Philosophy, observed, seems at best an attempt to explain what is, a means to sift out the here and now in a game guided by a set of rules manufactured by one or more of the game’s players. A nice convenience, philosophy guides us in what we can see and understand. This convenience trips upon its feet when the questions giving rise to its study fail to yield adequate answers.
Philosophy contemplates life and existence with questions like “Who is God?” and “Where is God?” and the big one, “Does God exist?” Neither the Stoic nor the Existentialist nor an Objectivist’s rational self-interest provides us with proof. Remember, a telescope can only see so far.
Because Christians are informed by the Holy Spirit, the faithful are guided not by what is seen but by what is unseen. Christians know who God is, where he is and doubt not God but themselves. Believers do not just feel God but sense His presence in an answered prayer, a coincidence, a sunset, a vast array of stars on a clear night and a smiling baby after a messy diaper. The most distant God ever becomes is when we turn our gaze away and the closest to eternity while we breathe is when those final words pierce our ears as we lay down a loved one — dust to dust, ashes to ashes, Amen.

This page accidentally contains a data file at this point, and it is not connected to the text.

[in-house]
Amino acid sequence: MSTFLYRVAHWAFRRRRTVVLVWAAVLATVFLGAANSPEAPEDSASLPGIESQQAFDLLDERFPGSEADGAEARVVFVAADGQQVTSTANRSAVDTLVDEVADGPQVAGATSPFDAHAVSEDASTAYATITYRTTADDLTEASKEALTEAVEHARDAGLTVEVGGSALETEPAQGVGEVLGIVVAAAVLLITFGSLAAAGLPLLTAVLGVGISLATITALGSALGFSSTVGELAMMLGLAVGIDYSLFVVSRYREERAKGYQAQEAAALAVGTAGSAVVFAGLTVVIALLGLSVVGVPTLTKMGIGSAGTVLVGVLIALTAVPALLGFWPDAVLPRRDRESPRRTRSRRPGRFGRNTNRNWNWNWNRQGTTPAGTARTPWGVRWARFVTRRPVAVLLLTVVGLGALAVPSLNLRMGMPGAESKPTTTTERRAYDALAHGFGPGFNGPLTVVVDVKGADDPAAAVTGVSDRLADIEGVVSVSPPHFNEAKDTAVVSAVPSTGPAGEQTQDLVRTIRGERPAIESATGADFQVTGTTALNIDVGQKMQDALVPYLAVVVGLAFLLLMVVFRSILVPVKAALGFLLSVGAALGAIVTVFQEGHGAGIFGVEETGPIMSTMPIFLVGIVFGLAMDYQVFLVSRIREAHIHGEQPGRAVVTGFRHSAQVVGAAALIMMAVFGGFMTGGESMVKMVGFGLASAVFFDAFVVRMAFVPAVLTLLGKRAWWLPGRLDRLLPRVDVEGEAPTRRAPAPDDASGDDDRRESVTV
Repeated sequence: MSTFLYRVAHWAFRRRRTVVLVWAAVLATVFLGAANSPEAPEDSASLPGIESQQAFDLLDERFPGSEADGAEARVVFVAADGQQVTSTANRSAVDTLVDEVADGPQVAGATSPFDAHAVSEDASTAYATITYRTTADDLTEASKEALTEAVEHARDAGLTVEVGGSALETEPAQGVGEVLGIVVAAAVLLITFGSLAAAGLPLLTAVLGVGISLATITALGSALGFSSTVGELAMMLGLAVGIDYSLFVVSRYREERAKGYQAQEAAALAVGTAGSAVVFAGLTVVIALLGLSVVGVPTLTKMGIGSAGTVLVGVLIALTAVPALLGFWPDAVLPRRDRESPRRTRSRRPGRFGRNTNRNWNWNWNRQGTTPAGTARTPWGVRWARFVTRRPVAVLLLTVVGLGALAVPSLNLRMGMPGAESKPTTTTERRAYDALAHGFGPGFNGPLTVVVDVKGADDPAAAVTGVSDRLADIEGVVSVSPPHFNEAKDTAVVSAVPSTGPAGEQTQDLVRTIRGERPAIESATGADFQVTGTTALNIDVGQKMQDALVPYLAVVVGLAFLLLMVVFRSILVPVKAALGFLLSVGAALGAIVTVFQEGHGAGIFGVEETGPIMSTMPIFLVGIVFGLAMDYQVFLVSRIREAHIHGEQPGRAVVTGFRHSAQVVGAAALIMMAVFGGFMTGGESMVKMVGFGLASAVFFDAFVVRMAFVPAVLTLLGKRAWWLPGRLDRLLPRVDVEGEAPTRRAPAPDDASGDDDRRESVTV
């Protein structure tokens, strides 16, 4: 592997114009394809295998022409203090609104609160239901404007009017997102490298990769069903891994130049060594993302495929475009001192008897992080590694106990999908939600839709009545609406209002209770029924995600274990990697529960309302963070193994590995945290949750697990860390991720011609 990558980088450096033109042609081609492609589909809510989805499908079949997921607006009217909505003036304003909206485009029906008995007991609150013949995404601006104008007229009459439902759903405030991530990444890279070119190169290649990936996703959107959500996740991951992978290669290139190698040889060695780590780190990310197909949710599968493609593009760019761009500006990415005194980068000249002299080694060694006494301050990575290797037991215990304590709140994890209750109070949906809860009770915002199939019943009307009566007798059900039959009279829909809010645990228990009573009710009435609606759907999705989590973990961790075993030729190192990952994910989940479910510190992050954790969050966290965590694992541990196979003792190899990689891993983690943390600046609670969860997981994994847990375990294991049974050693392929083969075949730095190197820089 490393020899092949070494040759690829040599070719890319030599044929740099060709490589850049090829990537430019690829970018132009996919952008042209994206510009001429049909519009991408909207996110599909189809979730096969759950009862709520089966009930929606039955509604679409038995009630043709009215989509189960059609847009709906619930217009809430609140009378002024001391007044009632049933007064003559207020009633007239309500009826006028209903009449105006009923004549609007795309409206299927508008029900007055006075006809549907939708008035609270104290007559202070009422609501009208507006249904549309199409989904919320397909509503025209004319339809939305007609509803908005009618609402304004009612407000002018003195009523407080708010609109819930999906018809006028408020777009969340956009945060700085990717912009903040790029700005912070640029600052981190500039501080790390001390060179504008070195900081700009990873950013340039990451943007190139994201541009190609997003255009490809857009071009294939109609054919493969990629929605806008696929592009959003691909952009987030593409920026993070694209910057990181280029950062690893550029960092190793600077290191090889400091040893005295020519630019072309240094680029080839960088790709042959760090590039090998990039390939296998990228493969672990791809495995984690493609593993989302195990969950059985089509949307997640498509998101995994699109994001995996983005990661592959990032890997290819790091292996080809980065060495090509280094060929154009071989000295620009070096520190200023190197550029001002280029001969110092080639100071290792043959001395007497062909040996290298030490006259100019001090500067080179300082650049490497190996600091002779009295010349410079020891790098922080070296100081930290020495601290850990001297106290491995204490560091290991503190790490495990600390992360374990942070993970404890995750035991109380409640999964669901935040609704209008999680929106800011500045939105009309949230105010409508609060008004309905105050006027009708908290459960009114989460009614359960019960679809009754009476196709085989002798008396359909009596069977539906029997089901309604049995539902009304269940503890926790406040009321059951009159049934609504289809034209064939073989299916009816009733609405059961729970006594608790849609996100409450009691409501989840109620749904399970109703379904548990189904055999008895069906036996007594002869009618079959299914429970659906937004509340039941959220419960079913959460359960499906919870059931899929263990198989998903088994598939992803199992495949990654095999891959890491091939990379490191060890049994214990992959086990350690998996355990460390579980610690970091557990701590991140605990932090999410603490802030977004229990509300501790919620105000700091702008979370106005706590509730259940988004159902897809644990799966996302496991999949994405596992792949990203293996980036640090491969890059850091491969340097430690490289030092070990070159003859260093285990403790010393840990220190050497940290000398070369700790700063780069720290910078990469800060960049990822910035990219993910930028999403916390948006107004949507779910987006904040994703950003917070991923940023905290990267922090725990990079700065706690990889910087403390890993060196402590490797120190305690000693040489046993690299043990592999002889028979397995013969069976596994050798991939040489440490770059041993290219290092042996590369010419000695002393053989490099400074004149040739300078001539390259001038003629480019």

To a Christian, time spent on the question “What is God?” fills his life. Appropriate because he is made in His image and God has given him the freedom to go his own way or to conform to His likeness. Going his own way, as he is oft to do, tells him much about the “what.” Returning tells him more.
God is a shelter for our returning. And somehow, on each return, if we are intent on it, God reveals a little more of himself. With each, we bow a little more, stoop and bend until we reach our knees. This is how I discovered what God is and what He isn’t, for I have gazed away and heard those final words. God was always there no matter where I was, waiting patiently, loving me until I realized I was meant to return to Him.
When I was a child and I roamed the neighborhood, free to pursue whatever interested me, every adventure came with dirt. Playing war in the ditches and woods, joining the gang’s pickup football game, riding bikes down dusty roads, swinging from a rope into a black Edisto river and more on a list too long to describe, somehow Mom never scolded me for being too dirty or too late. The door was always open when I returned, and Mom always cleaned my clothes. And the best part was her moist, sumptuous pound cake filling my bottomless pit and hearing her words, “Welcome home, son.”
And isn’t this what God is?
“Those who have ears to hear, let them hear” (Matthew 11:15, NKJV).